Once you have approved the real estate purchase contract, you have two weeks to cancel or push through with the sale. This period is not just for you to sit around and think about how you will live your life in the new house, should you continue with the purchase. It’s also a time for you to inspect the property for any hidden signs of damage that the seller needs to address or reimburse you for.
To make sure your new house will be ready and in the best condition, check the following:
A simple test can be conducted to see if the house has safe levels of radon, a chemical that is responsible for most lung cancer cases involving those who do not smoke. You will only need to contact a radon testing company situated locally in Salt Lake City such as the Aerolite Group to get a report on how safe your house is from this chemical. You might also want to have the property checked for meth and other dangerous substances, especially if the neighborhood has presented with chemical-related problems in the past.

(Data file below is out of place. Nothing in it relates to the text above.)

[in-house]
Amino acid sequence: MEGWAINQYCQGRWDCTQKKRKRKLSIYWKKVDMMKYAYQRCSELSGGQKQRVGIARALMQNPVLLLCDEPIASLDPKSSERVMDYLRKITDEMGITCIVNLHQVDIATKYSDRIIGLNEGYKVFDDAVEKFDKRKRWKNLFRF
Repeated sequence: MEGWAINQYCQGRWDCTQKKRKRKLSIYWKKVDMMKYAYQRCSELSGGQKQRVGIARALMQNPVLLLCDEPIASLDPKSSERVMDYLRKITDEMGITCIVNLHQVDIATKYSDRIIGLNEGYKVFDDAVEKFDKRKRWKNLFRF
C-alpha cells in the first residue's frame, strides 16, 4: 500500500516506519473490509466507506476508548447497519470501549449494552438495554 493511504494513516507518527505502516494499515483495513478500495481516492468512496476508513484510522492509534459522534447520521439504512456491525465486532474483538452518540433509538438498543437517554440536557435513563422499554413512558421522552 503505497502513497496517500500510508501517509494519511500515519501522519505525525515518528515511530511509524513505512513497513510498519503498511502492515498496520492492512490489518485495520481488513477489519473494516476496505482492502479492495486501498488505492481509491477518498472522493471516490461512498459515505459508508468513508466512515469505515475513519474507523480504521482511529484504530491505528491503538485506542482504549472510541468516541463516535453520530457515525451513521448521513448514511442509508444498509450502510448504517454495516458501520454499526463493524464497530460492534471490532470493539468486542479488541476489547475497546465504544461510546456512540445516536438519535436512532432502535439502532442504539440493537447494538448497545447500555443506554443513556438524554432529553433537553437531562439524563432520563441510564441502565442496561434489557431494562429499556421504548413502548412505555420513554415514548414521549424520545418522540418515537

Though you cannot be responsible for cleaning up the community of crimes, the seller should be upfront about the kind of neighborhood in the area. If you have been made to believe it is the safest neighborhood, therefore enticing you to pay top dollar for the property, and you found out that is not the case, you may petition for a reimbursement or change in the purchase price of the property.
Presence of Mold
Some houses need to be vacated immediately because of the presence of mold. Now, imagine not knowing that and going the opposite direction–moving in. You are endangering your family’s lives, especially children and the elderly, who have weaker immune and respiratory systems. You may be wondering why they keep getting sick, now knowing that mold growth is your silent but potent enemy. In case you find mold in the house, you will need help in removing it, as well.
The house you buy should be livable. Do your part in double checking its safety and security; otherwise, you’re purposefully endangering your family.